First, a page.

In fact, to sweeten the deal, Hawkers started serving brunch recently, but only on weekends and only at their newer, larger location in Windemere, much further from where we live.  People’s photos of the new menu items looked enticing, so my wife and I recently took the trip out there, a few weeks after they rolled out the brunch menu, figuring they would have time to work out any potential bugs.  Though we were one of the first parties to arrive when the restaurant opened that morning, it took an extraordinarily long time for us to get seated.  I normally don’t remark on things like this on my blog, but it seemed weird, given that the restaurant was completely empty after just opening for business, with lots of staff available.  We couldn’t help but be amused by one woman who (politely and diplomatically) complained about the delay before leaving.  My wife expressed a gesture of solidarity with her as she walked out, and then I figured we were going to get lousy service and would end up feeling like chumps.  But once we finally got seated, the service improved exponentially, and it was worth the wait.

I’m a huge Wu-Tang Clan fan, so I marked out when I saw this brunch item called Hash Rules Everything Around Me.  How could I not order that?  Dolla’ dolla’ bill, y’all!  The dish included fried pork belly, crisp tater tots, bell peppers, and onions, topped with an egg fried over easy, smothered in curry gravy.  Everything about this dish worked for me, with the runny richness of the egg cascading down and melding with the spicy gravy, forming a killer sauce for those tots.  They were the best tots I’ve ever had, and the pork belly was everything I love about pork belly — a crispy (but not crunchy) exterior, giving way to smooth, unctious, yielding deliciousness. DSC02092DSC02094

Xiao long bao, AKA soup dumplings!  On the Orlando Foodie Forum on Facebook, people had been hyping these up for years and bemoaning their absence in Orlando before they popped up on a few local restaurants’ menus recently.  Hawkers was the first or second to offer these steamed classics in town.DSC02095

Frankly, I think they’re kind of messy to eat, and dare I say it — more trouble than they’re worth.  If you don’t eat the whole thing in one bite, the broth leaks out, and if you do eat the whole thing in one bite, you can burn a layer of skin out of your mouth.  DSC02097

Think about how perfect a pizza is, and then consider the calzone — everything you love about a pizza, but the inverse.  Not bad, per se, but inside out and a little awkward to eat.  Now think about a bowl of good wonton soup.  Are you envisioning it?  So warm and comforting!  Well, the xiao long bao is the calzone version of wonton soup, with pork, crab, and broth inside the wonton, each soup dumpling its own little microcosm.  DSC02098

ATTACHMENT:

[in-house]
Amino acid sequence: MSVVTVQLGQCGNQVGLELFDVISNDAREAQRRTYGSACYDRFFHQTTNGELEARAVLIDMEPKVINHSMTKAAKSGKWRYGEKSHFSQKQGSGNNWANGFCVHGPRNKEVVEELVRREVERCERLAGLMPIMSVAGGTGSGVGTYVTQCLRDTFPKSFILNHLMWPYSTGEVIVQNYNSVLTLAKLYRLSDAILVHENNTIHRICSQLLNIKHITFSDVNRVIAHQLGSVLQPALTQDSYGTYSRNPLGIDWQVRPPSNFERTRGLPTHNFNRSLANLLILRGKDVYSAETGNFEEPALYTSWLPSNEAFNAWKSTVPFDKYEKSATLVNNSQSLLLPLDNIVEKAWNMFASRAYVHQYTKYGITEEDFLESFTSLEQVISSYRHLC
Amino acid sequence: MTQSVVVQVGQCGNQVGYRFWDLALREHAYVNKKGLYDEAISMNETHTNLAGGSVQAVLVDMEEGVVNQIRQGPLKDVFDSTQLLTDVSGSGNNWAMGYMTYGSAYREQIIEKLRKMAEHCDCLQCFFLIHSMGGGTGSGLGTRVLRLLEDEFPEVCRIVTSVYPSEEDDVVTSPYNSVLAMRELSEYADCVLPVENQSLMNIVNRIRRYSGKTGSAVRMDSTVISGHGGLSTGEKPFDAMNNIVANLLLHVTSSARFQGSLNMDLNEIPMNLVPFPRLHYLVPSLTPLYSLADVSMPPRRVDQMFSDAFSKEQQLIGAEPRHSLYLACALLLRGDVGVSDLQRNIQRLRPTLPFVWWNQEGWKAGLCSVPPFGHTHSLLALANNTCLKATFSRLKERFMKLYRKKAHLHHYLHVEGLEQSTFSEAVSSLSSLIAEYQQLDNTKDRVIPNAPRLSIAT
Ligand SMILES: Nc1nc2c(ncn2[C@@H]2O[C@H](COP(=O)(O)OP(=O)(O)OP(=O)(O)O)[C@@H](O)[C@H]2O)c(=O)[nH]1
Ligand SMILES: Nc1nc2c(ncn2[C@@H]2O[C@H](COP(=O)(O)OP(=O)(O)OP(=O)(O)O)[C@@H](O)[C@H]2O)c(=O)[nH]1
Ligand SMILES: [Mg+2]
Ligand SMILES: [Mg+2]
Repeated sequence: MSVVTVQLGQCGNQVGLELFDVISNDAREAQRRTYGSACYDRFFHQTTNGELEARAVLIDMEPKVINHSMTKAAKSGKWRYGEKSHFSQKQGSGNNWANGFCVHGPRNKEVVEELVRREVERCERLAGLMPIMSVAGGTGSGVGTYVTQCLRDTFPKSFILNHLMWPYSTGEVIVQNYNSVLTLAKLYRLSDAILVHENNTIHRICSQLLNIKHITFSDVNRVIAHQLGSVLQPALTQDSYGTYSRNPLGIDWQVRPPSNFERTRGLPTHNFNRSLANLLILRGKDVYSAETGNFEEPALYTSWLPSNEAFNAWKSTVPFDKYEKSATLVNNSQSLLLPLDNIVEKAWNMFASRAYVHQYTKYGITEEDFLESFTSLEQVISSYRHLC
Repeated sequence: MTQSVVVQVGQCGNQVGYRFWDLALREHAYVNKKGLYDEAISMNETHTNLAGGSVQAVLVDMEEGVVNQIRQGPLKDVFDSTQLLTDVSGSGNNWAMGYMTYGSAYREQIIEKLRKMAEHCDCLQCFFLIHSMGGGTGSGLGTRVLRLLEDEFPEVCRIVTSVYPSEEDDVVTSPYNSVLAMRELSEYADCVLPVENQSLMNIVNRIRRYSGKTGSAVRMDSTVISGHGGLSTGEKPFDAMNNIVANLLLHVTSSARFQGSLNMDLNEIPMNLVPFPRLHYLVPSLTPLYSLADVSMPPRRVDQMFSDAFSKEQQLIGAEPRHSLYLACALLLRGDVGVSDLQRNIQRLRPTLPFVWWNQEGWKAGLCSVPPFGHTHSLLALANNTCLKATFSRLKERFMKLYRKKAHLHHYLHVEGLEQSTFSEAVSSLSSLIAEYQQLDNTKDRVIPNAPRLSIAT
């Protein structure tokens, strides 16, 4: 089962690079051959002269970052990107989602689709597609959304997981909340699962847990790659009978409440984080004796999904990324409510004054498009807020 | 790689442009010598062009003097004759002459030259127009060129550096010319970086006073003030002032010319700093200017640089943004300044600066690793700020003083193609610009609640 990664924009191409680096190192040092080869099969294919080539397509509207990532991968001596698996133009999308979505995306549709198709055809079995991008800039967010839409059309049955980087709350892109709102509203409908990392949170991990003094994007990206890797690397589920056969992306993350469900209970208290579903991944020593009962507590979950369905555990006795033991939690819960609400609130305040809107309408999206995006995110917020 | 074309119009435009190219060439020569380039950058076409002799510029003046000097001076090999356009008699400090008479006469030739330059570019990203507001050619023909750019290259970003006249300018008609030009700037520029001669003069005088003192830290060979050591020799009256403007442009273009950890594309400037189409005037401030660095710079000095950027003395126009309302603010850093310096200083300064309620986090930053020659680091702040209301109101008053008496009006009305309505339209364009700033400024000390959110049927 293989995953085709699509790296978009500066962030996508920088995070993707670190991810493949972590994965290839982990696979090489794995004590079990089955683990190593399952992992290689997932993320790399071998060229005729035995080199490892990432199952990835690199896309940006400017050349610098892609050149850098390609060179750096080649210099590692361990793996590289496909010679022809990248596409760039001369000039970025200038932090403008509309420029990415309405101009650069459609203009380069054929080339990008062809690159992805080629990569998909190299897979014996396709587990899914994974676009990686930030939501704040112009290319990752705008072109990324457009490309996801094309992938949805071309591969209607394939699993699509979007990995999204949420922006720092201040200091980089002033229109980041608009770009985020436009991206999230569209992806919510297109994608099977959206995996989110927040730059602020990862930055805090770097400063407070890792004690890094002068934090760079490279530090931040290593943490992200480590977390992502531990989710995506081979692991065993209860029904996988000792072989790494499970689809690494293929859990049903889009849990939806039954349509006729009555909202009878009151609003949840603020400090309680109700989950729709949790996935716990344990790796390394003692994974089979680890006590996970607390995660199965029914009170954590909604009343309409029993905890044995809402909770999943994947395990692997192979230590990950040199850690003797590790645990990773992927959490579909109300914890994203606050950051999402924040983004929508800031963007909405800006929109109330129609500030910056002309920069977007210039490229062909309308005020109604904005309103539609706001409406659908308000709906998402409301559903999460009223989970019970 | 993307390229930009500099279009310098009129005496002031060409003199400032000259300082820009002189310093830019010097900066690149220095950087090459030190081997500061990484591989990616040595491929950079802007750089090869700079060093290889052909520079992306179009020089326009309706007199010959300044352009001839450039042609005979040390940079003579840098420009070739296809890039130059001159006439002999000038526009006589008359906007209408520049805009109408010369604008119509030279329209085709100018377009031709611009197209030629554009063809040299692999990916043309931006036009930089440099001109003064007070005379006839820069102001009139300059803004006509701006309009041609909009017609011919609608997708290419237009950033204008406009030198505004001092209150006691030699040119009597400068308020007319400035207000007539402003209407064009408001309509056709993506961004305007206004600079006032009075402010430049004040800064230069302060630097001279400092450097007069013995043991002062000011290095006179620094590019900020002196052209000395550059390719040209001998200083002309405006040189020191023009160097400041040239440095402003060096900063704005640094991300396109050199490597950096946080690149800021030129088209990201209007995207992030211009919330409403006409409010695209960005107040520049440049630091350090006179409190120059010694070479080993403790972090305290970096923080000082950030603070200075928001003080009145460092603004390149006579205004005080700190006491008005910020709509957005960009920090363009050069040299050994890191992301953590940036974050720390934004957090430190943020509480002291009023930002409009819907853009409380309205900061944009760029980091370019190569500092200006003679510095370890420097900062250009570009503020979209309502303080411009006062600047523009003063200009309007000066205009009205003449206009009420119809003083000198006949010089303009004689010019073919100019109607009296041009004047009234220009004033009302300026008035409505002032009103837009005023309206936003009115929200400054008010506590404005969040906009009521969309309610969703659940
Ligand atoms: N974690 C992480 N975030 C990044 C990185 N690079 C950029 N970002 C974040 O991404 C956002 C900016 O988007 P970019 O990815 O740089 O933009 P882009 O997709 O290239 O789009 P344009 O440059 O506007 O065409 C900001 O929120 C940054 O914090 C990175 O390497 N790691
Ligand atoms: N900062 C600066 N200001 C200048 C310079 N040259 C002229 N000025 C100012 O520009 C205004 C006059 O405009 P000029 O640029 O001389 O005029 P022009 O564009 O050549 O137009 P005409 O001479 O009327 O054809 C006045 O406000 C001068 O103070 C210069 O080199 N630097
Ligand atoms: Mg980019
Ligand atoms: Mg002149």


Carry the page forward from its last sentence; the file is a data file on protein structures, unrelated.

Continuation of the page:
Even for brunch, we couldn’t go to Hawkers and not order the twice-fried Korean chicken wings.  Yes, don’t worry — many of your regular favorites are still available on the brunch menu.  Check the website to confirm, though!  These wings were as sticky, sweet, and spicy as usual.  DSC02099

This was a brunch dish that might as well have been on the dessert menu: the Hong Kong bubble waffle, stuffed with whipped cream, fresh lemon custard, strawberries, blueberries, and blackberries.  If you’ve never had a bubble waffle, remedy that.  It is sweet and eggy with the lightest, crispiest outer shell, but so soft and fluffy inside.  This one got soggy and cool quickly due to the whipped cream, but was still tasty.  DSC02091

I can see bubble waffles being a very satisfying street food, especially if you just get handed a warm waffle and eat it by tearing bubbles off or just biting off a bubble at a time.  The whipped cream and especially the lemon custard would have been better as dips for the waffle itself, rather than being served inside of it to make the whole thing soggy.DSC02093

And this sweet brunch dish (pretty much another dessert) was called Stacks on Stacks: Japanese souffle pancakes, so trendy and Instagrammable.  The pancakes were tall, thick, and very jiggly and fluffy, served with bananas, Nutella, whipped cream, and drizzled with a housemade sesame peanut sauce.  (Fo’ drizzle.)  I didn’t think this was that fantastic.  The pancakes were kind of doughy and a little dry, even with all the toppings.  I honestly prefer IHOP and Cracker Barrel pancakes, and I’m not that big on Nutella, sesame, or peanuts.  This dish just wasn’t for me, but I suspect many of my regular readers and “brunch squad” types will love it.DSC02100

I always order a Vietnamese iced coffee at Hawkers, especially if I’m going to have anything spicy.  It’s one of the only coffee drinks I’ll drink, rich and sweet with condensed milk.  I like my coffee like I like my women: rich and sweet with condensed milk, and ready to jolt me awake.  That morning, my wife ordered a “mocktail” called the Tang Dynasty, with tangy pineapple juice, orange juice, tamarind, salt, and ginger ale.dsc02090.jpg

I’m generally not a brunch fan — my regular readers know I consider it a disappointing ripoff of a meal, especially since neither of us drink — but I’m glad we experienced the new brunch at Hawkers once.  I don’t think we’ll rush back, but mostly because the Windemere location is quite far from us.  We’re still huge fans of the tried-and-true original location for lunch and dinner, especially those Korean twice-fried wings, the roti canai, and all those noodles.  And if you come to visit me from a town that doesn’t have a Hawkers location yet, we might just end up there.  So far, all the friends I’ve dragged there have emerged huge fans, so watch out!

 

Mee Thai

Happy holidays, folks!  Sorry it has been a while since my last review, but I have written a few new ones I’m getting ready to stuff down your chimneys.